Blending families is an ongoing journey, even when you only have one school-age child. Differences in parenting styles become apparent fairly quickly, and when your child has special needs, it can be even more challenging. We have been lucky — The Man and I dated long-distance for several years, which gave us an opportunity to glimpse each other’s parenting styles and transition to a blended parenting style over time. To say that it’s a finished product would not be right – it continues to evolve, but it’s functioning, and a positive thing for The Boy to have two parents in our home.
The Man continues to learn about The Boy and his challenges. It can be unfortunate sometimes to have a disorder like autism, because it isn’t oustwardly visible, and people who don’t know will judge, while even people who do know will forget, myself included. Not forget that he has autism, but forget The Boy’s struggles and needs, even if momentarily. This happens with The Man from time to time, but we continue to communicate and progress on our journey.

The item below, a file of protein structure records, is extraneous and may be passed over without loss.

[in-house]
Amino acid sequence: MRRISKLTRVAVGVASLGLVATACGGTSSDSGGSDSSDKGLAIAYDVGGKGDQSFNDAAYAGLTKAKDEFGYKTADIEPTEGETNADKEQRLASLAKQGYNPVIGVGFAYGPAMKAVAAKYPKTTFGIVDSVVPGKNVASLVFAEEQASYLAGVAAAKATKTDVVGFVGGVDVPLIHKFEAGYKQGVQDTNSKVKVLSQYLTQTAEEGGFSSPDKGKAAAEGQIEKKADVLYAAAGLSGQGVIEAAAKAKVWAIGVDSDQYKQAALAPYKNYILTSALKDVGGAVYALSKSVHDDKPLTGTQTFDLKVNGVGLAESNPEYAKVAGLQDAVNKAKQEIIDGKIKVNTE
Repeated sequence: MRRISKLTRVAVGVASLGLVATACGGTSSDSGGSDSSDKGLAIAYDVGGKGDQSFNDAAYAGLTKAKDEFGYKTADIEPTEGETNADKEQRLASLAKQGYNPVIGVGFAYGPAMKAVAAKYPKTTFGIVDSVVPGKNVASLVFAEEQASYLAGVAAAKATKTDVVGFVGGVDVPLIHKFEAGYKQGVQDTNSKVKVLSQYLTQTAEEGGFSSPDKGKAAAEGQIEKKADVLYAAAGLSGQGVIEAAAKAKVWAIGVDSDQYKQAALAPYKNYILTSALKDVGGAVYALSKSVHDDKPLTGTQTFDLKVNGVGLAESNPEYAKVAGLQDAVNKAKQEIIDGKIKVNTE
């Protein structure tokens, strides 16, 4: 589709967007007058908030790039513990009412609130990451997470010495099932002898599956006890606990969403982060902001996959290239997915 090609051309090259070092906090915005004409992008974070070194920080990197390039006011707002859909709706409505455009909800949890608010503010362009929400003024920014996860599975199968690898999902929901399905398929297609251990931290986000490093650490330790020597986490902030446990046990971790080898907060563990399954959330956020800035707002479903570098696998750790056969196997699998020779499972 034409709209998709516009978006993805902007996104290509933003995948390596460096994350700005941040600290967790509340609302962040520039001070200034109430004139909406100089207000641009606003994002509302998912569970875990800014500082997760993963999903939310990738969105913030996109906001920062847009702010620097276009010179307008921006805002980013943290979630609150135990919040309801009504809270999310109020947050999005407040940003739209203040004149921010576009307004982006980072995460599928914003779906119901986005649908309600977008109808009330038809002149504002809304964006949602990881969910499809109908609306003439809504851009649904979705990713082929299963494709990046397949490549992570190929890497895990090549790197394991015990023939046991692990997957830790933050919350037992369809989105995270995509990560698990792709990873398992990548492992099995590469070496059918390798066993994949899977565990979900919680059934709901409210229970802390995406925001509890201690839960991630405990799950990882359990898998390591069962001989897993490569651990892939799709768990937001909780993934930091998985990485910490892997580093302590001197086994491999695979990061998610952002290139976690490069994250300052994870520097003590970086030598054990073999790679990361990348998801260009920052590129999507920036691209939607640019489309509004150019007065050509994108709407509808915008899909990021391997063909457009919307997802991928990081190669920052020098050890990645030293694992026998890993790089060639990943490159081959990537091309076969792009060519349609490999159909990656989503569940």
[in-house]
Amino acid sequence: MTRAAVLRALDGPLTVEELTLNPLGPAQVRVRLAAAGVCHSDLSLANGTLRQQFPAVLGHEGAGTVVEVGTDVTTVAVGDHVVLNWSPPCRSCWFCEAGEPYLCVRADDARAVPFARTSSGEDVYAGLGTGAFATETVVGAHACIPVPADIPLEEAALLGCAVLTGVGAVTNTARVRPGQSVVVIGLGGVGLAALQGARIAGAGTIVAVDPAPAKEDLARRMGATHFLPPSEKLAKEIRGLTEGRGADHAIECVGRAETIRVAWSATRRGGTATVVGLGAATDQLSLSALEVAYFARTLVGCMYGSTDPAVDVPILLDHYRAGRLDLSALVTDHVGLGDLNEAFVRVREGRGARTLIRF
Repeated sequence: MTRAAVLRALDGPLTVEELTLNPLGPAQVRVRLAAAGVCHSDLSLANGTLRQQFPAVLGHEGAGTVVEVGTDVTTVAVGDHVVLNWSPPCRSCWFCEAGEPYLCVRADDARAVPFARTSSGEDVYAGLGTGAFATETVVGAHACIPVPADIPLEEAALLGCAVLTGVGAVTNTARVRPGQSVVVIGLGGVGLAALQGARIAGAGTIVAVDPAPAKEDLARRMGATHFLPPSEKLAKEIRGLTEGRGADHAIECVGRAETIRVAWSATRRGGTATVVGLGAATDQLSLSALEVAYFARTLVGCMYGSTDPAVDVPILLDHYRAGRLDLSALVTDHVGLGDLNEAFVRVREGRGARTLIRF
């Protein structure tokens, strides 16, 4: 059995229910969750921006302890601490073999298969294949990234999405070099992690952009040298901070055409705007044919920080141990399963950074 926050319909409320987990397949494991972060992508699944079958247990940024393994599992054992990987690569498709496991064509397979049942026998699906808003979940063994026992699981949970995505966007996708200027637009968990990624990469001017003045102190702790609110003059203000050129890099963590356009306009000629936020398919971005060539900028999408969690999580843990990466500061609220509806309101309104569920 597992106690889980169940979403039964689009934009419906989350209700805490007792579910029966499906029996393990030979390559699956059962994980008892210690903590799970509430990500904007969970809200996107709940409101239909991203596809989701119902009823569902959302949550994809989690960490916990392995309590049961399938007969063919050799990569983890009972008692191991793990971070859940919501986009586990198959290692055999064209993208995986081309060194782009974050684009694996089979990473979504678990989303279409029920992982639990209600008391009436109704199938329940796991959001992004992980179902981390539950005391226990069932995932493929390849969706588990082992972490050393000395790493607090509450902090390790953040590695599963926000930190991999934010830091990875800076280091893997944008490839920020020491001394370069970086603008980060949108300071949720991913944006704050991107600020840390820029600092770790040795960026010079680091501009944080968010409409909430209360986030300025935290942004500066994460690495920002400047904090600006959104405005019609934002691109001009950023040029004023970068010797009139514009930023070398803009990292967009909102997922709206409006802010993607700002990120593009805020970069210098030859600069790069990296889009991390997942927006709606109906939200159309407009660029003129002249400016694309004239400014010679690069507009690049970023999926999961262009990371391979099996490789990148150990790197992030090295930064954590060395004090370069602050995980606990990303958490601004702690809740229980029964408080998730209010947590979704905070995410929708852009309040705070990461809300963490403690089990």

The Man is a natural-born dad — he doesn’t know it, but sometimes I almost burst into happy tears at his small gestures towards The Boy. He doesn’t even realize that he is doing things for The Boy that have never been done for him before. And I have found that the one best thing for their growing relationship has been to force them together without me for awhile. I have had to leave for work for a few hours on each weekend, and they have gotten to hang out a lot more this month. And you know what? We’ve had fewer meltdowns from everyone involved.
Yesterday, The Man pulled into the yard, home from work, and immediately grabbed our knock-around bike from the shed to go join The Boy who was riding around the neighborhood with some other kids. And I watched, with those happy-tears in my eyes.